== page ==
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In his new book, One Small barking Dog, Ed Gungor encourages believers that tiny points of obedience in our lives work together to bring about God’s will in the world. He says being small and seemingly insignificant is more important than having a well-known name.

Gungor writes, “A perfect illustration of this is the work of nineteenth-century painter Georges Seurat, who is probably best known for his painting, A Sunday Afternoon on the Island of La Grande Fatte (which actually inspired a Broadway musical called Sunday in the Park with George). Seurat is considered the father of pointillism, a form of art in which images are painted using tiny dots of color. Seurat’s paintings are amazing to behold because, from a distance, they appear as slices of life at the park, the harbor, the opera, the circus, the beach, or in a field. But up close they’re really just a collection of thousands of teeny, tiny dots—literally infinitesimal specks of color. It’s only when one steps back for a more objective look that the ‘big picture’ is revealed.”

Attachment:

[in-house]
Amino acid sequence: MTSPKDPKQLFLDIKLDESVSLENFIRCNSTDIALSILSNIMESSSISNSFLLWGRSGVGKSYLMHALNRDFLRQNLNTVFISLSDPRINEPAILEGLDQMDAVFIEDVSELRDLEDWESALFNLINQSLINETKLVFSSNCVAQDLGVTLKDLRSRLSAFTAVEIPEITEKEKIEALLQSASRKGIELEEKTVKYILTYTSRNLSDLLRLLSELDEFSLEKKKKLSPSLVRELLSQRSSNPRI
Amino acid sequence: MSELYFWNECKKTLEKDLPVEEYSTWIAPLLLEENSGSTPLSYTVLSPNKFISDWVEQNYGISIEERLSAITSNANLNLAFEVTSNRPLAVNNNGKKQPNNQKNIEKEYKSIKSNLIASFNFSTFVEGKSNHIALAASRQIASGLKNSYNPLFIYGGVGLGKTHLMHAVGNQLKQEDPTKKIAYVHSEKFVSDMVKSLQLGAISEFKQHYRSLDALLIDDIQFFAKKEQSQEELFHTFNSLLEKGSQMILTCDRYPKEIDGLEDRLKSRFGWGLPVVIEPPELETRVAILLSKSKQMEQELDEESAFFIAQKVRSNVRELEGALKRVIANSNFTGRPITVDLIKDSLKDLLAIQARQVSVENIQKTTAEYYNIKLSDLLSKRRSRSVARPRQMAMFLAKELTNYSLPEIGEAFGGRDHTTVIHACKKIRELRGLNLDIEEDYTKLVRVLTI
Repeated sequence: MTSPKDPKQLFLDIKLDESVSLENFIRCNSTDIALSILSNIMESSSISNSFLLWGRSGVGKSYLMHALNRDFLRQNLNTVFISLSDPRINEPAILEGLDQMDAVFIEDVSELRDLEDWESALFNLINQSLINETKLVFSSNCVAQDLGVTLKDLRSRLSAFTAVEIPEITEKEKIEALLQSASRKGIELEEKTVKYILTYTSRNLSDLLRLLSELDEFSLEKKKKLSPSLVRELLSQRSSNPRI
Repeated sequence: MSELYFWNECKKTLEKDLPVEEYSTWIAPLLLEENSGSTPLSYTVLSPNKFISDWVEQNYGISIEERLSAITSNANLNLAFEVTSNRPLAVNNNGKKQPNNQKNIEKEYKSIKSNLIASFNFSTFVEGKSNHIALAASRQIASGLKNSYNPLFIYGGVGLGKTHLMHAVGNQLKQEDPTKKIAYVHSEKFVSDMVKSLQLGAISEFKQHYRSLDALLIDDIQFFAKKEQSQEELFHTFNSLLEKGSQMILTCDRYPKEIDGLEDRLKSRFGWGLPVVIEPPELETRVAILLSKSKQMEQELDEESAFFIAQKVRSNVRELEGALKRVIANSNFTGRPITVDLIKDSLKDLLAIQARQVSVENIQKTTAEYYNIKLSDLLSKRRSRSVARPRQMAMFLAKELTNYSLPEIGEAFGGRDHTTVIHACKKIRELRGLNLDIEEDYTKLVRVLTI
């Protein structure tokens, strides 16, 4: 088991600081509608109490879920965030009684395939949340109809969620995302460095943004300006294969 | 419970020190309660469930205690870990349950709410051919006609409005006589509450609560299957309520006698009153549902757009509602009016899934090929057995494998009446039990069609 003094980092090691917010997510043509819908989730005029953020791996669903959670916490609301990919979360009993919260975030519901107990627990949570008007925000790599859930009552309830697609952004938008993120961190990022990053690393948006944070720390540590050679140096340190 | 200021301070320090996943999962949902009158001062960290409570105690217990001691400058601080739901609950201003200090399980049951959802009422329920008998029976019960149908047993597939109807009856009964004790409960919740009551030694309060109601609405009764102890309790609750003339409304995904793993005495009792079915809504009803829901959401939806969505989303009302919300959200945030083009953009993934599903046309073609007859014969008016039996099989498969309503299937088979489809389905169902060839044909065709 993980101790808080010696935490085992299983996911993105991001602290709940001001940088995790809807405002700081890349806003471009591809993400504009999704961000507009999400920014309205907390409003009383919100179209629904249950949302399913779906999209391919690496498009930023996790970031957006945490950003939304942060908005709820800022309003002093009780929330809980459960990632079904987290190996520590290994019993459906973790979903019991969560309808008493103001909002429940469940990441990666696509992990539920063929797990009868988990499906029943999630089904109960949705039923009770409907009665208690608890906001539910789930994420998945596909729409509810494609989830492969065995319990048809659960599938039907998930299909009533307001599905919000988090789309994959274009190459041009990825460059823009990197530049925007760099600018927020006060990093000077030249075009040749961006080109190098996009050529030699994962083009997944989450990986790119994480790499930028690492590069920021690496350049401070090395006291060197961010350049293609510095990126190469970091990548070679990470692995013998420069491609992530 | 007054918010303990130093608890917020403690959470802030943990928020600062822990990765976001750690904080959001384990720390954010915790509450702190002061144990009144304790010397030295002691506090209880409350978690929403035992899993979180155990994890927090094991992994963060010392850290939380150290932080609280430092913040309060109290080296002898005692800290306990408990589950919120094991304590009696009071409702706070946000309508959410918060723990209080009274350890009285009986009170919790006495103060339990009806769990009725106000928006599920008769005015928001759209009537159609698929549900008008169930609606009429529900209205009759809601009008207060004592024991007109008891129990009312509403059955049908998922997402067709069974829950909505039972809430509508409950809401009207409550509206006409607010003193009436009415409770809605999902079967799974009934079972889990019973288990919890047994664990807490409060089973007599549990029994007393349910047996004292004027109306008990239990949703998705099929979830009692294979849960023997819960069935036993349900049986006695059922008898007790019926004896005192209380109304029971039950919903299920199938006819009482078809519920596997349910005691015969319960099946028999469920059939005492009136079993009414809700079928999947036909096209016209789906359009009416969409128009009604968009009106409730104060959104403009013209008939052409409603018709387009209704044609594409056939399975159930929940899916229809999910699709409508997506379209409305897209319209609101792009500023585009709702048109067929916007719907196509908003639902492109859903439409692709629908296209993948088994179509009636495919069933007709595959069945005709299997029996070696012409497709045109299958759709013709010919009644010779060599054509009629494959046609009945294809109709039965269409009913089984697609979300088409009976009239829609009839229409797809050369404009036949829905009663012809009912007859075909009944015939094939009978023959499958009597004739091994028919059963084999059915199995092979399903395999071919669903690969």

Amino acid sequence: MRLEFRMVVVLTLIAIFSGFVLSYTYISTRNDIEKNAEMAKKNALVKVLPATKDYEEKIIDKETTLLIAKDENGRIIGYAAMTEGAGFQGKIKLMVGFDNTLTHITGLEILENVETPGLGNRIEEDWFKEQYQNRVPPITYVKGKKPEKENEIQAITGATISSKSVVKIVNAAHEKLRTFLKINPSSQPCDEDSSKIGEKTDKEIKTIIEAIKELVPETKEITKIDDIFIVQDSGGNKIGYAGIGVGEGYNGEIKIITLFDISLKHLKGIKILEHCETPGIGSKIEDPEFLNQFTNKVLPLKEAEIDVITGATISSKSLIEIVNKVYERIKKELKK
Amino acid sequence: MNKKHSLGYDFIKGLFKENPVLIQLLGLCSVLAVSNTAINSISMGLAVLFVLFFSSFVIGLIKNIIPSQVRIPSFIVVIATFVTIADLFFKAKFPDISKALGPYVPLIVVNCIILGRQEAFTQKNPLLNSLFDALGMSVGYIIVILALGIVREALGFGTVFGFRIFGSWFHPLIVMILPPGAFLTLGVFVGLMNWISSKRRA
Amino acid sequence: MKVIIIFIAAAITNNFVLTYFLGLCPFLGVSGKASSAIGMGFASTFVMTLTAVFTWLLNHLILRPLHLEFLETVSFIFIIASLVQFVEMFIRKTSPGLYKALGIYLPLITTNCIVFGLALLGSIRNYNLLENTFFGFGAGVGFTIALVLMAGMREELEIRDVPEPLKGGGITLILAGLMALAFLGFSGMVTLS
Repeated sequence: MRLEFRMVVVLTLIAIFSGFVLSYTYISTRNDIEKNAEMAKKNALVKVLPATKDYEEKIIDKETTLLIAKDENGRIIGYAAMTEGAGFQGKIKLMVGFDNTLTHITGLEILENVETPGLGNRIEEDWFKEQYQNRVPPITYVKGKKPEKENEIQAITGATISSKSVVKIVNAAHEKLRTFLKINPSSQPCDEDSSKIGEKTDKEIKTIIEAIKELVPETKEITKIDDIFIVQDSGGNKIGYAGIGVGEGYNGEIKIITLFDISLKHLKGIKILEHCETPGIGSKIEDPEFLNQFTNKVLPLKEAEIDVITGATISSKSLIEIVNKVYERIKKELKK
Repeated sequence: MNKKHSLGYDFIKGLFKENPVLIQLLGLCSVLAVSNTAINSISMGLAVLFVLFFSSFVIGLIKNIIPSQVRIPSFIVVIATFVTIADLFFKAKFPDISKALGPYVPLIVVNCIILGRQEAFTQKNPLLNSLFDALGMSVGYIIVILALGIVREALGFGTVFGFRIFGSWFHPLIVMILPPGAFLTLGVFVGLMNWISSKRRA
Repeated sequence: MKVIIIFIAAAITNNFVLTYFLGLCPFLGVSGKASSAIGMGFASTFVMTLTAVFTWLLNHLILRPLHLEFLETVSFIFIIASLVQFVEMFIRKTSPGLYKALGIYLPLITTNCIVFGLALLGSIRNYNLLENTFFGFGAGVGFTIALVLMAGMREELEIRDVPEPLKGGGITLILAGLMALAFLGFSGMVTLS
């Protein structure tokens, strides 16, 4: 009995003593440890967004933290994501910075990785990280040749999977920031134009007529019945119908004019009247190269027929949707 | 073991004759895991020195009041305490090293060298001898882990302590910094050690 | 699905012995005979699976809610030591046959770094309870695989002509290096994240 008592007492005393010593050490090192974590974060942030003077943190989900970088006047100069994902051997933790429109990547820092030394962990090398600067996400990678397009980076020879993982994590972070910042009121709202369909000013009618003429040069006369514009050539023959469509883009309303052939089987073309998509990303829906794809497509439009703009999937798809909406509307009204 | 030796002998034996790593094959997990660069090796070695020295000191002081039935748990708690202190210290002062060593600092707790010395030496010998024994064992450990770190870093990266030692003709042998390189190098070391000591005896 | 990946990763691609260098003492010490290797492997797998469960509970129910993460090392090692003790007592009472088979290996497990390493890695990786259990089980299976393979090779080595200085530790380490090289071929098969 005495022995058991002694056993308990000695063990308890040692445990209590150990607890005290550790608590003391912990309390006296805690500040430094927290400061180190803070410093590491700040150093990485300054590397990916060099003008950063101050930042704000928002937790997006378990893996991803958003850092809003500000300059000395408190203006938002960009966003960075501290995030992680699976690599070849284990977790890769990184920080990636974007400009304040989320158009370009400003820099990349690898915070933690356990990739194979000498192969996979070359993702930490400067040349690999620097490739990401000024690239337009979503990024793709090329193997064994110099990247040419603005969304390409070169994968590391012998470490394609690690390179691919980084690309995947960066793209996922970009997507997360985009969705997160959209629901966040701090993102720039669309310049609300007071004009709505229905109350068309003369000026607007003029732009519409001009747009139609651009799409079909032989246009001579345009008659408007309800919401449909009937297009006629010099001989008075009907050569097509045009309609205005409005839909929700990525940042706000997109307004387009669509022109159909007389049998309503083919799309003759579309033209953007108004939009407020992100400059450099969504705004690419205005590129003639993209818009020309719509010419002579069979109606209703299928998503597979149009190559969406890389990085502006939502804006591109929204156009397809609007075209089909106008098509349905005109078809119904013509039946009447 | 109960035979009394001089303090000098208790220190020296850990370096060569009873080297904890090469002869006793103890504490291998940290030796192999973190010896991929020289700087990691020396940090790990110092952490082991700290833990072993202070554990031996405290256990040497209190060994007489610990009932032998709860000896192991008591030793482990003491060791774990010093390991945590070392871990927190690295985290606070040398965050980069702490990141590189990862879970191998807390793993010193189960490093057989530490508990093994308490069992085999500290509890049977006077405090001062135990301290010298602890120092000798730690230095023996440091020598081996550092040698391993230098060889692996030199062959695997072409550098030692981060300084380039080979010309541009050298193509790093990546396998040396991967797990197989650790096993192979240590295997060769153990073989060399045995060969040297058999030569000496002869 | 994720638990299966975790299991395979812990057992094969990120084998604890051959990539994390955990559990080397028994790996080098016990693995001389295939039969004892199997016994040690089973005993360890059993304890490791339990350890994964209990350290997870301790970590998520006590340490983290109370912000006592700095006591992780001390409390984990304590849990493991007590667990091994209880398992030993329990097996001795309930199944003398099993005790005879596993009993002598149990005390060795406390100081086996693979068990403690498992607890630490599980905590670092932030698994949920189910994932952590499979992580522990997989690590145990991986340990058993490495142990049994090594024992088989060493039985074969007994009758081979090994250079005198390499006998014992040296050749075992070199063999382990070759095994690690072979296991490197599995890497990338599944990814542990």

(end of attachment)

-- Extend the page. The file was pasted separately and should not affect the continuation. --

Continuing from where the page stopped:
Gungor adds, “I believe this is how God works his will in our world. He uses millions of teeny tiny dabs of obedience from the ordinary lives of believers to bring about the big picture – his dream for the world.”

Gungor, Ed, One Small Barking Dog, Copyright 2010. Howard Books. Pg 72-73.

2 Corinthians 5:20 (GW) “Therefore, we are Christ's representatives, and through us God is calling you. We beg you on behalf of Christ to become reunited with God.”

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